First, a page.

Thursday, August 24, 2023

Industrial and Human Wastes from the Volga and Daghestan Threatening Survival of Caspian, Experts Say

Paul Goble

            Staunton, Aug. 21 – Moscow is celebrating the fact that Russia has become the third Caspian littoral state to ratify a 2004 protocol about protecting animal and plant life in the Caspian Sea, even though two of the five other states – Iran and Turkmenistan – have not and the convention will not go into force until they do.

            But the fact that Russia has now ratified the convention has called attention to five major problems that Russian experts say now threaten the biological survival of the Caspian and even human life along its periphery (

            These include the following:

·       First, the Volga, which is the major source of water for the Caspian, continues to carry massive amounts of industrial waste into the sea, killing both plant and animal life there and making the northern part of the sea increasingly a dead zone.

·       Second, not a single city or town in Daghestan treats its sewage before dumping it into the Caspian. As a result, the Caspian is increasingly being contaminated by these flows as well.

·       Third, not only have two littoral states failed to ratify the convention, but four other countries whose waters flow into the Caspian after crossing the territories of other states – Georgia, Armenia, Turkey and Uzbekistan – are not even part of the convention and won’t be governed by its provisions even if all five of the littoral states finally ratify the accord.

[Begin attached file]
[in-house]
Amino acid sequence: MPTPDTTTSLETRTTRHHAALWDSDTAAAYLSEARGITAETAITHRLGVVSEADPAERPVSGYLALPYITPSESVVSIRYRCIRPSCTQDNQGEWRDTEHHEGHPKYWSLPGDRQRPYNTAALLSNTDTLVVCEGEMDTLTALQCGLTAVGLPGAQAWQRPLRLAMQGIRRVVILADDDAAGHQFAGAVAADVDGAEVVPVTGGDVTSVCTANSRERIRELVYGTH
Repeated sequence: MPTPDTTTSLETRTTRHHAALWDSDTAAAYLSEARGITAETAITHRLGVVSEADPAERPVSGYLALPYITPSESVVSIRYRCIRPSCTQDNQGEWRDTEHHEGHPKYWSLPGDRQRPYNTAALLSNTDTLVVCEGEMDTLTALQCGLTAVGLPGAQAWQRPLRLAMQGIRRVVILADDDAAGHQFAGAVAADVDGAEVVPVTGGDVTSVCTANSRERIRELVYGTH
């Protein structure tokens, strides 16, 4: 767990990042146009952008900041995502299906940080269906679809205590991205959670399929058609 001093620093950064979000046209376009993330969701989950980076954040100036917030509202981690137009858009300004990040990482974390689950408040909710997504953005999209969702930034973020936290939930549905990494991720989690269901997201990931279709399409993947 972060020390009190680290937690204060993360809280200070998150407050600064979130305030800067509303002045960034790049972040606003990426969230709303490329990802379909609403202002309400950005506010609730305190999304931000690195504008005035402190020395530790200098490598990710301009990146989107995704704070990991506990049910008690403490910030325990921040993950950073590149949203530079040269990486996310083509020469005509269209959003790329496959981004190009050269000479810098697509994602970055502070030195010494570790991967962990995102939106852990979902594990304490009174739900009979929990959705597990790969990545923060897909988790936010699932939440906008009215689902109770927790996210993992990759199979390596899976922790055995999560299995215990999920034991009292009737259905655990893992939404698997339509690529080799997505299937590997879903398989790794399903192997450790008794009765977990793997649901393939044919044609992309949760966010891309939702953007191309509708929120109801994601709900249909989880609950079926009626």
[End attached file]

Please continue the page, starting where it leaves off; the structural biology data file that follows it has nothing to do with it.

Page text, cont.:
·       Fourth, little of the data collected over the last century about the Caspian has been digitalized; and as a result, experts and policy makers don’t have access to the information they need to address this key problem of the inland sea.

·       And fifth, the convention’s provisions do not solve the fact that following the demise of the USSR, there is still relatively little coordinate among Russia and the other former Soviet republics let alone countries that were independent of Moscow even before 1991.


As a result, Magomed-Rasul Magomedov of Daghestan’s Federal Research Center says that the Caspian increasingly resembles “a bucket into which wastes are being poured.” It is the largest enclosed body of water on earth. Indeed, he continues, “it can actually be classified as a huge drainless lake.”


If that problem is not recognized and then addressed, the expert says, “the negative consequences” for the Caspian and those who live along its coasts “will only grow.”

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